By Michelle Xin
Over 150,000 faces join me each day – yet another member of the infinite audience spectating the arena; my arena.
I watch and I wait, for I am always surprised by those who enter my realm, and I will never know who might be next.
There have been moments in time where I have speculated and predicted. Even moments where I have hedged my bets, because it was clear that this next individual inflicted with the plague will soon succumb, as did their predecessors. When they arrive here, they are lost and aghast. They fight and they rebel, for this was not the outcome that they deserved, nor the fate which their beliefs promised. They ask me for more years, for more cures to the maladies of their time, for another chance in another world. Their presence in the audience is begrudging and initially disruptive, but they take their seats eventually when time wears away at their mortal fire within.
However, in the recent years, I have hesitated to extend my foresight into the living as the care in which the mortals have now devised add sand to their depleting hourglasses. Their medicines and machines have stretched the boundaries of time and have challenged nature’s course and equilibrium. There have been many who I have expected sooner, and yet they continue to occupy their thrones of dialysis chairs with defiance and calm etched into their faces. There are endings which I have not yet witnessed because instead, I have witnessed the life jackets of tablets and transfusions and operations assisting individuals to remain afloat.
In centuries past, I longed for the stories of mortals; their earnest spontaneity inspired me, their unbridled suffering intrigued me, and each youthful emergence into my arena invigorated me – for their arrival in my arena allowed me to hear of their tales and their memories, both freshly made and freshly severed. When the floods of individuals crowded my realm during the eras of living brutality, I sought out the faces with age written on them and found too few. Their stories were bloodied, undeserved and chilling. I could not wish for those vivid recollections, despite how heartless the mortals may perceive me to be.
Even today, there are those with many projected years who have their hourglasses tragically and prematurely broken. Their faces should not be in the audience, although the mortal world is fickle and chaotic, and chaos brews unpredictability and sorrow in its darkest moments.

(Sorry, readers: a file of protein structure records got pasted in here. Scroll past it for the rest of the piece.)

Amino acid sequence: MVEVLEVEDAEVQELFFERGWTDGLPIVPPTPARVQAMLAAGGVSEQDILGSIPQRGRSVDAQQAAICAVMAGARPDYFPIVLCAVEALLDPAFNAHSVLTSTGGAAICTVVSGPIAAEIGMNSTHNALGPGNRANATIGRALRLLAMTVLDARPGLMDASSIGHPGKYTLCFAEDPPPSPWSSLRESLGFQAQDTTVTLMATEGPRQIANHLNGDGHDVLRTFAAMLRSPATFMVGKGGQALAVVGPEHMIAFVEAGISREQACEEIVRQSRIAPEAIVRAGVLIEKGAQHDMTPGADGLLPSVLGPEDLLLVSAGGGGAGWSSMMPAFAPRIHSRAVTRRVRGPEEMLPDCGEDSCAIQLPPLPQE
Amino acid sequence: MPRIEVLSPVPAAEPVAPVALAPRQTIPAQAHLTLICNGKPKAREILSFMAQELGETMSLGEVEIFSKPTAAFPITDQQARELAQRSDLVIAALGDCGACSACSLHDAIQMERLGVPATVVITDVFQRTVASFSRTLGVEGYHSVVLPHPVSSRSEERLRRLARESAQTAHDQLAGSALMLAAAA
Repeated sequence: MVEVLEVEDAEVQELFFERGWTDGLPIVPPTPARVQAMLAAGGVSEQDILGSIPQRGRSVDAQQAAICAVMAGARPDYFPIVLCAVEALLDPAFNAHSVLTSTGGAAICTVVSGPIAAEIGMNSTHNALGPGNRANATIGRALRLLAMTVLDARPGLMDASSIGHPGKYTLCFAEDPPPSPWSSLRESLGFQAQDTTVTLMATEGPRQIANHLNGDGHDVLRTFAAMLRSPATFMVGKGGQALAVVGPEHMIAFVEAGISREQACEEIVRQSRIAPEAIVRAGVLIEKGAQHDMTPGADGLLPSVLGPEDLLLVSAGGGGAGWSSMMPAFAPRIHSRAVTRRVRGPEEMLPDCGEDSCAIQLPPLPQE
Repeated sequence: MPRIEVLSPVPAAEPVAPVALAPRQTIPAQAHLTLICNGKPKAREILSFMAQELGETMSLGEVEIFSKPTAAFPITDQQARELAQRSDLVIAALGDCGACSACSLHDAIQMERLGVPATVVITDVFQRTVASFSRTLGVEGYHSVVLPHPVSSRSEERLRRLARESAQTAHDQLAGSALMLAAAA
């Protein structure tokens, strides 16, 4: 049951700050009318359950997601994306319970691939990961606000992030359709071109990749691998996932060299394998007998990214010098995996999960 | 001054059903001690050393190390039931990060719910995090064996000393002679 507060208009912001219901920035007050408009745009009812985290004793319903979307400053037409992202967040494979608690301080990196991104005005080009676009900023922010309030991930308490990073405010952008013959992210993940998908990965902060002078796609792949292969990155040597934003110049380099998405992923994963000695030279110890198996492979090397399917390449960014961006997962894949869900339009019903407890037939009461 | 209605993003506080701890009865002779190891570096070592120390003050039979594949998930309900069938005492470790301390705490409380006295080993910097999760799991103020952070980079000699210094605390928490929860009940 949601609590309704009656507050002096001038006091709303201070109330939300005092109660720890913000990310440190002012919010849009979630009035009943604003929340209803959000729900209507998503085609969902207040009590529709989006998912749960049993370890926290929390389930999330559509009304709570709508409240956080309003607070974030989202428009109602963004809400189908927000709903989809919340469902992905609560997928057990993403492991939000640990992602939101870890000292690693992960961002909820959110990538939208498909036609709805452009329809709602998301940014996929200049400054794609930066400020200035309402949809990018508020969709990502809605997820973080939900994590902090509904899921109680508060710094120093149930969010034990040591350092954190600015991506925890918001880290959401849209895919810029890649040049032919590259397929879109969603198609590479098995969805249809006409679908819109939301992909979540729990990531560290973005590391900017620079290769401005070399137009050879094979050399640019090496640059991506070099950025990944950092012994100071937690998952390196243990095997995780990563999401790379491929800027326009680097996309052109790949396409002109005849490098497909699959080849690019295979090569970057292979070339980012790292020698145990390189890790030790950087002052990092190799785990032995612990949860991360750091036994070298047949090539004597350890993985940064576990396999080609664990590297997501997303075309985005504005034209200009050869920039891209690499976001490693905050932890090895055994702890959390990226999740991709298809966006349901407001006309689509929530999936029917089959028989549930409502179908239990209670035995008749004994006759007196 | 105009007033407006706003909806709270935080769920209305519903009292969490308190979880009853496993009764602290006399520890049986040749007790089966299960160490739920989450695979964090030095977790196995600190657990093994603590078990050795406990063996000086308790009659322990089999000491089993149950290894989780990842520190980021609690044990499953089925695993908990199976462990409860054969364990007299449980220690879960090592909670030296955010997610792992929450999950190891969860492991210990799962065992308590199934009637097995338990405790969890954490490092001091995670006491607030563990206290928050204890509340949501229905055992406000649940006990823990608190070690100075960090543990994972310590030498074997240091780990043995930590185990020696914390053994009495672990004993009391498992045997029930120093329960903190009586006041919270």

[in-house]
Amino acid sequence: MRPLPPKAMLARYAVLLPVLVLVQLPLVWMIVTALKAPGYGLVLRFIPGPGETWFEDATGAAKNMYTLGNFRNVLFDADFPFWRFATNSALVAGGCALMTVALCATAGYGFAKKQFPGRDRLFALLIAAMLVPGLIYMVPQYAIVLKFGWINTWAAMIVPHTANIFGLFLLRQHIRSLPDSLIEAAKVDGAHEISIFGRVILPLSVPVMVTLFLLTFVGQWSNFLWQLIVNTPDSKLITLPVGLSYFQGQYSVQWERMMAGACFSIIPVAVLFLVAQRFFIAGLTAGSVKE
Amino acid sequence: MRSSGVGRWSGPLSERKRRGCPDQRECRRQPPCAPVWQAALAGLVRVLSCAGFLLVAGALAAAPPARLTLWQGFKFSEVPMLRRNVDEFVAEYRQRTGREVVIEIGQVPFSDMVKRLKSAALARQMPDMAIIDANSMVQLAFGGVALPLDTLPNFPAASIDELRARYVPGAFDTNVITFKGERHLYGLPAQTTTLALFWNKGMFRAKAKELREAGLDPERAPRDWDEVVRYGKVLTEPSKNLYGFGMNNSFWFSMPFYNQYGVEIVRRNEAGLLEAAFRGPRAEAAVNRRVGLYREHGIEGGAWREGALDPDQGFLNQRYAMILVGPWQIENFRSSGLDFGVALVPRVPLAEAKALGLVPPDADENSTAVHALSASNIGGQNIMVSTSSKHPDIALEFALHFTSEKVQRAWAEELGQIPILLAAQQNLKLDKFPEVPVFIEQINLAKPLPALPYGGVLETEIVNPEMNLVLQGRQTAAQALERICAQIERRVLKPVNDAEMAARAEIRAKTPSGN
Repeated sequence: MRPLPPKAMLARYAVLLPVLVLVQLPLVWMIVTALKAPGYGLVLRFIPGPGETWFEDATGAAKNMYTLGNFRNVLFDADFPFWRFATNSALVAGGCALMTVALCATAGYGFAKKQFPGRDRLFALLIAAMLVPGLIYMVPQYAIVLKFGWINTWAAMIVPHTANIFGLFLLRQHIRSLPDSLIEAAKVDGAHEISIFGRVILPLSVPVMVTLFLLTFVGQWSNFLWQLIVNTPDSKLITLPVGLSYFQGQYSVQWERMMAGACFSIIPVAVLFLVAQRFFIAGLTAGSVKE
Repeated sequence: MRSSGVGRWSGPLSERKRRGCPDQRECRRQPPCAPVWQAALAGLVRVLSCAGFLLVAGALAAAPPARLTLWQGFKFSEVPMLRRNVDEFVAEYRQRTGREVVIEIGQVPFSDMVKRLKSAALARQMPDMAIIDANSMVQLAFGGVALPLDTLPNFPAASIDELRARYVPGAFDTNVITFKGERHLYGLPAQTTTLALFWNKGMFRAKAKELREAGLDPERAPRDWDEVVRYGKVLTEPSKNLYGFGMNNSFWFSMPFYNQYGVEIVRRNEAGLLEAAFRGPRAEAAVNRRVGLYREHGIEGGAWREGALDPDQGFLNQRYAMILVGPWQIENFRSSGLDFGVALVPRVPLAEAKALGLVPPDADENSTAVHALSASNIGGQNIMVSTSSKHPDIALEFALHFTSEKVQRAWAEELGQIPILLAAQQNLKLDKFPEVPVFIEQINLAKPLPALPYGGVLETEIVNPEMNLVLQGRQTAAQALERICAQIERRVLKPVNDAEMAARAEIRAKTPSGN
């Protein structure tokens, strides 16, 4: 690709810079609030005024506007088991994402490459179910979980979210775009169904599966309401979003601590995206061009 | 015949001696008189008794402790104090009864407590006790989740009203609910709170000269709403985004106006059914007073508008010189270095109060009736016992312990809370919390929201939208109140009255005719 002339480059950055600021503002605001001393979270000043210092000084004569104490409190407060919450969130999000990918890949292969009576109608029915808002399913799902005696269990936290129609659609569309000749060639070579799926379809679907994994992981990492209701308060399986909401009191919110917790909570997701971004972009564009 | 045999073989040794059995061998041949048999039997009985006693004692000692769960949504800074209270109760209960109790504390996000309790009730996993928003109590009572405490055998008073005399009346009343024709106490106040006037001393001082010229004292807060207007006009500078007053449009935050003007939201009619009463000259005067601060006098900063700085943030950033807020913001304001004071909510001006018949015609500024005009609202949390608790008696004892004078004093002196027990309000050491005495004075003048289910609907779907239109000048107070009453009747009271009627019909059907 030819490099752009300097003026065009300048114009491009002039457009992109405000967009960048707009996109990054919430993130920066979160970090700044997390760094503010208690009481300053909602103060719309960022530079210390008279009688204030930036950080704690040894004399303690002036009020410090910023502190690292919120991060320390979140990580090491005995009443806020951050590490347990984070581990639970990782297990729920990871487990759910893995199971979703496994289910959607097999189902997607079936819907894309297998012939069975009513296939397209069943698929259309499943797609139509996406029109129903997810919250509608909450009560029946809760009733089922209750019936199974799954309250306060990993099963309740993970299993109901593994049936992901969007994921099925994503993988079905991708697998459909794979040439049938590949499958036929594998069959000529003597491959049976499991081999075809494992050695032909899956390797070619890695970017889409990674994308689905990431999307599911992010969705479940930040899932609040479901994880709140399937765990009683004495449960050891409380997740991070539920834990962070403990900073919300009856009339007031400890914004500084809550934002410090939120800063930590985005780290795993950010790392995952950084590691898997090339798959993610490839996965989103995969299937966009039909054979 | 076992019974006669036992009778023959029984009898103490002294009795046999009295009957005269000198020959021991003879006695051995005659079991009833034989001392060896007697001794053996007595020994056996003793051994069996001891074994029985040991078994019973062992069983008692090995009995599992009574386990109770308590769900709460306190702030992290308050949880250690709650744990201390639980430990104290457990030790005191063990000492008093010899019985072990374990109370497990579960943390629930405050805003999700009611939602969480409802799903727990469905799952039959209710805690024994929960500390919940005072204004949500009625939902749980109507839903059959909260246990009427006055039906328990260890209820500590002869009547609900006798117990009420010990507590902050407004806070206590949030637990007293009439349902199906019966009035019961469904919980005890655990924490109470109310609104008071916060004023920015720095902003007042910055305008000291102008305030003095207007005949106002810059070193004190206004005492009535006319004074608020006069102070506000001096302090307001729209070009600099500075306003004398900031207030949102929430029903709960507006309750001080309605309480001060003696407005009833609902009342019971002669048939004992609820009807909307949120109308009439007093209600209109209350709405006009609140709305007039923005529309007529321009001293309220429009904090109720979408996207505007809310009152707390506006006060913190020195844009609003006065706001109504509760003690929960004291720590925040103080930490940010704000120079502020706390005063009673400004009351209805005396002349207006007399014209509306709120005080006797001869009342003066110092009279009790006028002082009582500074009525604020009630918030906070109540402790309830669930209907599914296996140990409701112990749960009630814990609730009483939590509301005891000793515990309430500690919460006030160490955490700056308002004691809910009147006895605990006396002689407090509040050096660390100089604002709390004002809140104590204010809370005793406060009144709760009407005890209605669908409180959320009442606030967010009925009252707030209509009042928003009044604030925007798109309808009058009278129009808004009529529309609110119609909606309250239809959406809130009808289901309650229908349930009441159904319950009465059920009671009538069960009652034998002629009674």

Now instead, I wish for time. For more sand to be poured into their hourglasses. For their living reality to last, because only time will prepare them for the finite.
There are fewer individuals who are lost and aghast when they arrive here. Instead, I am the one who is lost in the gratitude and peace I am confronted by. The mortals’ medicines and machines have taught them what I have seen but have yet to experience – that life is a fragile creature, but nonetheless worth nurturing and treasuring. That there is strength in belief, in humanity, in the comforting reassurance of words and arms. That encountering the end can be hopeful and uplifting, as all that has preceded it is a chance worth taking and living for.
The only request that I dare to issue is for these medicines and machines to persist and to evolve and to expand, in order to afford as many individuals with this chance to live before they discover my arena. Even though these medicines and machines are fighting me, I am sorry that I must win in the end. Know that the victories gained when the extra grains of sand find their way back into mortals’ hourglasses is worth the fight, the celebration and the memory, even if it fades into the mind’s recesses one day soon.
It is your victory to possess the treasured time of mortality. It is my loss that I, Death, must take that away.